India’s recycling sector looks to benefit from carbon-neutral drive, MRAI says
India’s expanding recycling sector will look to capitalize on the opportunity presented by ambitious carbon neutrality targets in the country, according to the Material Recycling Association of India (MRAI)
Issues surrounding India’s recycling segment will be brought into sharp focus during this week’s flagship conference organized by the MRAI.
The MRAI’s International Indian Material Recycling Conference (IMRC), which will take place in New Delhi on May 5-7, is the year’s focal point for market participants in the country’s scrap sector.
Growing reliance on local recycling
The 2022 annual conference comes at a time of increasing reliance on domestic recycling by the country’s steelmakers.
Only 12-15% of Indian steelmaker scrap demand currently comes from the import market, with the rest of the needs pulled from domestic supplies, according to estimates from key Indian market participants.
For the MRAI, such developments are important steps in fulfilling the huge potential of India’s circular economy. Indian prime minister Narendra Modi has placed huge importance of Indian self-sufficiency - or Atmanirbhar- and the MRAI emphasized the recycling sector’s role in this ethos.
“Secondary steel manufacturers are playing a vital role in making India Atmanirbhar in the steel sector.” Zain Nathani, MRAI director and director of Nathani Steel, said on April 30.
“The potential for recovering critical metals and minerals like cobalt, lithium, nickel and manganese from used and discarded lithium-ion batteries are going to play a significant role to make India self-sustainable in [this] sector,” Aln Rao, MRAI director and chief executive officer of Exigo Recycling, said.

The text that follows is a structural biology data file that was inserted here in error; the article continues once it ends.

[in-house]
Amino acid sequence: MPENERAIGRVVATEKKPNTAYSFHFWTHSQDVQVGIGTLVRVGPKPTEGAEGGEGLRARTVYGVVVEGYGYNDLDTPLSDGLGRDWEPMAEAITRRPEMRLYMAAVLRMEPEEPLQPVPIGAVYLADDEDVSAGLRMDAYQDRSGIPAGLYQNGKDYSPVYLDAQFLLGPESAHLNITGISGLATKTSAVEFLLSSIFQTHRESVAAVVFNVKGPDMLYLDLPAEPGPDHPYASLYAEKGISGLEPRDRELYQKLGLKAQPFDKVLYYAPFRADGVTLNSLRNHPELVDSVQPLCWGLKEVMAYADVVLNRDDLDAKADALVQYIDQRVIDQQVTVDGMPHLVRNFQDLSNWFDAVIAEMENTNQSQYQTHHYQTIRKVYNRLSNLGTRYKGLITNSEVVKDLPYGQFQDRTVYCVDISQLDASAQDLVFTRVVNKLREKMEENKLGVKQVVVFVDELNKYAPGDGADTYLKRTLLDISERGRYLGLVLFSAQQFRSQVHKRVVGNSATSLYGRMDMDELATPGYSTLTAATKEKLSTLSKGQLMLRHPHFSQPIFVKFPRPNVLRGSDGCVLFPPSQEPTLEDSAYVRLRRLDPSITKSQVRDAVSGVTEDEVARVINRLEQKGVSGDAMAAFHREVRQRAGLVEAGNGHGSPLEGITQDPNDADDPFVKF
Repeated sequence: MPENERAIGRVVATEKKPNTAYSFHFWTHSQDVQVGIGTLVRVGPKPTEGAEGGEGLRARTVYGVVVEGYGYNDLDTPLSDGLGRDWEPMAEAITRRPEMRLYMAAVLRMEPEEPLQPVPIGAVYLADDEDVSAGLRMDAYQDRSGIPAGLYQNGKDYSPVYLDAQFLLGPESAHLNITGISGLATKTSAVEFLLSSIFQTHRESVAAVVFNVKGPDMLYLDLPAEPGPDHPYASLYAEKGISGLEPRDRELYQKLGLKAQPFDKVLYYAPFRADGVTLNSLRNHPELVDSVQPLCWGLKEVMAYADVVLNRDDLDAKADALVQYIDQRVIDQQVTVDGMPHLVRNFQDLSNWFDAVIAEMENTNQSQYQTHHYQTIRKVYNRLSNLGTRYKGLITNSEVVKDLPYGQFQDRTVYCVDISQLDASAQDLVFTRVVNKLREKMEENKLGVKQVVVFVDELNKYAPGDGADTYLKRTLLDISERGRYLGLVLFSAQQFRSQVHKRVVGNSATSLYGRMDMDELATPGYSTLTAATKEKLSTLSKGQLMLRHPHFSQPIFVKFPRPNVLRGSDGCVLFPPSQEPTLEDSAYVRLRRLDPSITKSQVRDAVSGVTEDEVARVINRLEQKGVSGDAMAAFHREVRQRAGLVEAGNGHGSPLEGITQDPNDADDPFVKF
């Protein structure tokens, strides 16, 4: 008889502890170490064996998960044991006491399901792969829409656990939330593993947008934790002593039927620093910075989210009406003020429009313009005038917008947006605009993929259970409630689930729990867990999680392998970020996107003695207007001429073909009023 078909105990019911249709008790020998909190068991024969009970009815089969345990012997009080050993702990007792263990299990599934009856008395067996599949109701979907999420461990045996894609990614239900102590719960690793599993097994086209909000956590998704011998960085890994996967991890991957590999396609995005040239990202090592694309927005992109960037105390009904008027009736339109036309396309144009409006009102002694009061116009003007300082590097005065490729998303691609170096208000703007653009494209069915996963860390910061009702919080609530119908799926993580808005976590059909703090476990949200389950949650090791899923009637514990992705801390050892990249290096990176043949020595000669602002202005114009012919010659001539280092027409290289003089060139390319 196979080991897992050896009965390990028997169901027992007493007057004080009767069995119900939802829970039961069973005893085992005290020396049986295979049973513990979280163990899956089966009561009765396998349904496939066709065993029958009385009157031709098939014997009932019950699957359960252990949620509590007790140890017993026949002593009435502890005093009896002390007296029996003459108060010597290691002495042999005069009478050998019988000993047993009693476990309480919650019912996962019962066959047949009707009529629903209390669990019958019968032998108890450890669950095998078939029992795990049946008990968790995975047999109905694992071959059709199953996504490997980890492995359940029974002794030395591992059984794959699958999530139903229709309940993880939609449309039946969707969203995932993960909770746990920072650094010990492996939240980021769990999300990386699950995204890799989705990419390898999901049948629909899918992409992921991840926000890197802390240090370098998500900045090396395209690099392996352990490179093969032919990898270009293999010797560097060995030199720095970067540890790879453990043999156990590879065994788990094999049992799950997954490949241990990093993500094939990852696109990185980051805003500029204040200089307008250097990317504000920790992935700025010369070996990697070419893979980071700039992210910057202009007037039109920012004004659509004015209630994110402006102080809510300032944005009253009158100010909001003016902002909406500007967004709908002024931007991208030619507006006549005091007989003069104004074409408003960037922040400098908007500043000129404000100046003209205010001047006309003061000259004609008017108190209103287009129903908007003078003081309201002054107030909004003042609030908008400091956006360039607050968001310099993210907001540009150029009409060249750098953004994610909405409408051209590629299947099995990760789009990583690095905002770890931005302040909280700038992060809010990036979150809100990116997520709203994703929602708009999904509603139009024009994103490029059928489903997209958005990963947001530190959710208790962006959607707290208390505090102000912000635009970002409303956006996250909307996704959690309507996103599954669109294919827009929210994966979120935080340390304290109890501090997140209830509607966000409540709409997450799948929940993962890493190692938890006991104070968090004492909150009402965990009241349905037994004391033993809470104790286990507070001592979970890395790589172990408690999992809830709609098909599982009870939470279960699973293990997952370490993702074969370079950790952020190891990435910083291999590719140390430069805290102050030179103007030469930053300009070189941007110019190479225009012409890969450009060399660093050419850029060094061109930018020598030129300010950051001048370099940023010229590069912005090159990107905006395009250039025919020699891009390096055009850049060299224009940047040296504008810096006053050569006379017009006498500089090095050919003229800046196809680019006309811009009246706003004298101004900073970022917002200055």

Local shredded gains foothold
Growing technological advances and ambitious projects to supply higher-grade scrap to the Indian market is further weaning steel mills off imports.
A significant Indian trading source told Fastmarkets in March that a key Indian mill is now sourcing more of its requirements of shredded scrap from Tata Steel’s Haryana plant, which was commissioned in August 2021, and has been lessening its inquiries for imports of the material.
Price is still a key factor in purchasing decisions though, and some coast-based mills are quick to return to the import market for scrap when seaborne prices undercut those in the local market, such as in the week ending March 25.
Fastmarkets’ calculation of the steel scrap, shredded, index, import, cfr Nhava Sheva, India was $606.25 per tonne on April 29, down from $633.46 per tonne week on week.
Capitalizing on policy decisions
The three-day event in Delhi will also see speakers discuss how best to drive recycling in the country help to fulfill the ambitious targets set by the country’s government to both produce non-fossil fuel-based energy in India and reduce projected carbon emissions by one billion tonnes by 2030.
“The Indian government’s policy thrust on the circular economy becomes an important step to acknowledge the power of recycling. With this, we are very confident that the recovery and reuse of waste will play a key role in India’s growth story at a time when India is moving towards a manufacturing-intensive green economy,” Sanjay Mehta, MRAI president, said.
Manufacturing firms in the country have a duty to drive down their own carbon emissions to help achieve India’s carbon-neutral goals, according to Dhawal Shah, MRAI senior vice president.
“Most companies will be going to the war room and finding ways to immediately and radically transform themselves - either by replacing their source of energy [if it’s fossil fuel-driven], and/or curtailing emissions at every stage of their production processes,” he said.